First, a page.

“I think you’ll make an excellent Kindergarten teacher,” Sabbath said.

The Harpy smiled. “Thanks, Sabbath. You have a good night.”

“You too,” Sabbath said as the Harpy got out of the car.

No. Not the Harpy. Consuela. That had been Consuela talking.


Sabbath went home and took out all her paintings. She examined every one of them with an objective eye.

Some were terrible. Not worth showing anyone. But some where breathtaking and she marveled at the thought that she had produced them. She almost couldn’t recognize herself in the paintings.

Then, one by one, she put the paintings away. Afterwards, she made dinner for Frank.


“Sabbath, do you have something to share with the group?” the Sphynx asked her.

Sabbath took a deep breath. “Yes.”

She closed her eyes so she wouldn’t see anyone looking at her.

“Sometimes I’m scared I don’t exist. I’m scared that I don’t know how to be alive anymore. Sometimes I remember what it was like to be a monster so clearly I’m sure I must have made the whole thing up. Sometimes I’m scared there never was a monster. But even more I’m increasingly afraid that there never was a woman. I hate that I’m scared all the time. I paint. I love to paint. And I really do like to make sandwiches. I’m good at it. Sometimes when I sleep I have dreams that are more real than being here. I hate pastrami. And I’m going to leave my husband.”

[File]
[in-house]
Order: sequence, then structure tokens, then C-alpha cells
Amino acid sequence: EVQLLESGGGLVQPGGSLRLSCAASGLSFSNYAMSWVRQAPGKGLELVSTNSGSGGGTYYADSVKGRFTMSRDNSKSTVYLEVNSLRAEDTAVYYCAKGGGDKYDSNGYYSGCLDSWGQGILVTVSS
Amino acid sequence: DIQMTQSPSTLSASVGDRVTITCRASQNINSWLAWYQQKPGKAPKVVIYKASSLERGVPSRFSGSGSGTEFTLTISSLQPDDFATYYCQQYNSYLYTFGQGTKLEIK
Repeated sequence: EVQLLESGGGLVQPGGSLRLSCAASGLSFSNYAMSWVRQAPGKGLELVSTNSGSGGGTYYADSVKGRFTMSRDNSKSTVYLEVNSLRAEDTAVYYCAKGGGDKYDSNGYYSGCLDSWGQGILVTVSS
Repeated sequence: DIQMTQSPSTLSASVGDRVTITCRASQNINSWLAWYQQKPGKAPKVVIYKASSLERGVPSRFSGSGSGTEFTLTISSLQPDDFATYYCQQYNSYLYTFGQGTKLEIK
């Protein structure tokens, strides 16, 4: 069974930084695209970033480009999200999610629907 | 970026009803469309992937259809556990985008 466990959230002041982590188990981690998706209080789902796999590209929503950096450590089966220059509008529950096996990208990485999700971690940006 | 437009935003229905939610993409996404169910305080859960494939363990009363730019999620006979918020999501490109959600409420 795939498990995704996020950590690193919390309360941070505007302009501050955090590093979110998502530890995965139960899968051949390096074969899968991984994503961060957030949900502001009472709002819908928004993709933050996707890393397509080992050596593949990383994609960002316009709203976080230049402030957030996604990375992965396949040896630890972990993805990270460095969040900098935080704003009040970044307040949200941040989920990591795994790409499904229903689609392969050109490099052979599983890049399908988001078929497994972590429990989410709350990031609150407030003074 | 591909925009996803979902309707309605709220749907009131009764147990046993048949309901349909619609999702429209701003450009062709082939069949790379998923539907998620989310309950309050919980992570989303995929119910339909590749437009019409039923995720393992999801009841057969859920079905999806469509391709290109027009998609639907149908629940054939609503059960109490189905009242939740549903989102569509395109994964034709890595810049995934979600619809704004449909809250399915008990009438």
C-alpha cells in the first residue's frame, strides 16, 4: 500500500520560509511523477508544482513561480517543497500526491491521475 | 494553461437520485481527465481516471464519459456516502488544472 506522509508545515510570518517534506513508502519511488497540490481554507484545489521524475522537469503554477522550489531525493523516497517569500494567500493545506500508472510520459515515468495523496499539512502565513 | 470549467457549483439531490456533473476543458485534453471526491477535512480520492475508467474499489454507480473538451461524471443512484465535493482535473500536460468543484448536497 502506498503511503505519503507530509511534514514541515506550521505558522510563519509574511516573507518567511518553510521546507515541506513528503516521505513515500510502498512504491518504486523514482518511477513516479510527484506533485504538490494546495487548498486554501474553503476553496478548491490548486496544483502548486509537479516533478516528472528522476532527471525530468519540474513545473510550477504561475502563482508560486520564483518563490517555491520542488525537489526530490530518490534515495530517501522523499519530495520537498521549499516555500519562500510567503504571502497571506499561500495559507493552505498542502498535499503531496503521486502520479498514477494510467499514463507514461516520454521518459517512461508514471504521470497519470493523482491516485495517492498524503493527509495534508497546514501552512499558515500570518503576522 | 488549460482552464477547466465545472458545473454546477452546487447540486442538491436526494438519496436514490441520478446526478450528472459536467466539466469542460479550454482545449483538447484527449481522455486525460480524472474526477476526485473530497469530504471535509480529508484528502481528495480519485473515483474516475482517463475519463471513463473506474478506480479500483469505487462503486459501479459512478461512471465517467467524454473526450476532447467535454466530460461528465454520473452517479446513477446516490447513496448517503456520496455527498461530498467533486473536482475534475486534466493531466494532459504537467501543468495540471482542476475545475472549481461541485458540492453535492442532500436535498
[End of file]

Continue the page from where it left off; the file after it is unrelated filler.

She let out her breath and opened her eyes. She saw the faces of her support group, they were open and loving. She did not see monsters or women.


She came home late that night. Frank met her at the door. “Sabbath? Do you know what time it is?”

“Frank,” she said. “I’m leaving you.”